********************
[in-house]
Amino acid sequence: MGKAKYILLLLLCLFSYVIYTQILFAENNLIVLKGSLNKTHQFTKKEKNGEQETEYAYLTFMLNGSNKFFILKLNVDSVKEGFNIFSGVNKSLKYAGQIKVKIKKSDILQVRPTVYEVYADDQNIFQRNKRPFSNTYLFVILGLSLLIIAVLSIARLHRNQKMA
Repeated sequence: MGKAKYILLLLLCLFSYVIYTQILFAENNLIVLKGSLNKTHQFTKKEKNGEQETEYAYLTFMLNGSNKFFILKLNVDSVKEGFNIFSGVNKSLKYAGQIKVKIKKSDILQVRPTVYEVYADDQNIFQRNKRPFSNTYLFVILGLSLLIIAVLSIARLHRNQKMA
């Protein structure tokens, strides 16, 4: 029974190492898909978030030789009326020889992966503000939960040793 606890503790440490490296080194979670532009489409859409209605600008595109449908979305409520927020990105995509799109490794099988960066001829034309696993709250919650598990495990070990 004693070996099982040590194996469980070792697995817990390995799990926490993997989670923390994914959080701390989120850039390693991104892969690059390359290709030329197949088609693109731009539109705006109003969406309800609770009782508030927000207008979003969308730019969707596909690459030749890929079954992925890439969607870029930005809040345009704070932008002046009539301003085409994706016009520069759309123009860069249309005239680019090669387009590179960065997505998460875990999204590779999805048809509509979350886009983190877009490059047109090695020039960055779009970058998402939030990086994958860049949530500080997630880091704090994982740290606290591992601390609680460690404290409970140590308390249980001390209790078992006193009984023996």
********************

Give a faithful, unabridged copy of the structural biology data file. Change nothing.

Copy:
[in-house]
Amino acid sequence: MGKAKYILLLLLCLFSYVIYTQILFAENNLIVLKGSLNKTHQFTKKEKNGEQETEYAYLTFMLNGSNKFFILKLNVDSVKEGFNIFSGVNKSLKYAGQIKVKIKKSDILQVRPTVYEVYADDQNIFQRNKRPFSNTYLFVILGLSLLIIAVLSIARLHRNQKMA
Repeated sequence: MGKAKYILLLLLCLFSYVIYTQILFAENNLIVLKGSLNKTHQFTKKEKNGEQETEYAYLTFMLNGSNKFFILKLNVDSVKEGFNIFSGVNKSLKYAGQIKVKIKKSDILQVRPTVYEVYADDQNIFQRNKRPFSNTYLFVILGLSLLIIAVLSIARLHRNQKMA
């Protein structure tokens, strides 16, 4: 029974190492898909978030030789009326020889992966503000939960040793 606890503790440490490296080194979670532009489409859409209605600008595109449908979305409520927020990105995509799109490794099988960066001829034309696993709250919650598990495990070990 004693070996099982040590194996469980070792697995817990390995799990926490993997989670923390994914959080701390989120850039390693991104892969690059390359290709030329197949088609693109731009539109705006109003969406309800609770009782508030927000207008979003969308730019969707596909690459030749890929079954992925890439969607870029930005809040345009704070932008002046009539301003085409994706016009520069759309123009860069249309005239680019090669387009590179960065997505998460875990999204590779999805048809509509979350886009983190877009490059047109090695020039960055779009970058998402939030990086994958860049949530500080997630880091704090994982740290606290591992601390609680460690404290409970140590308390249980001390209790078992006193009984023996």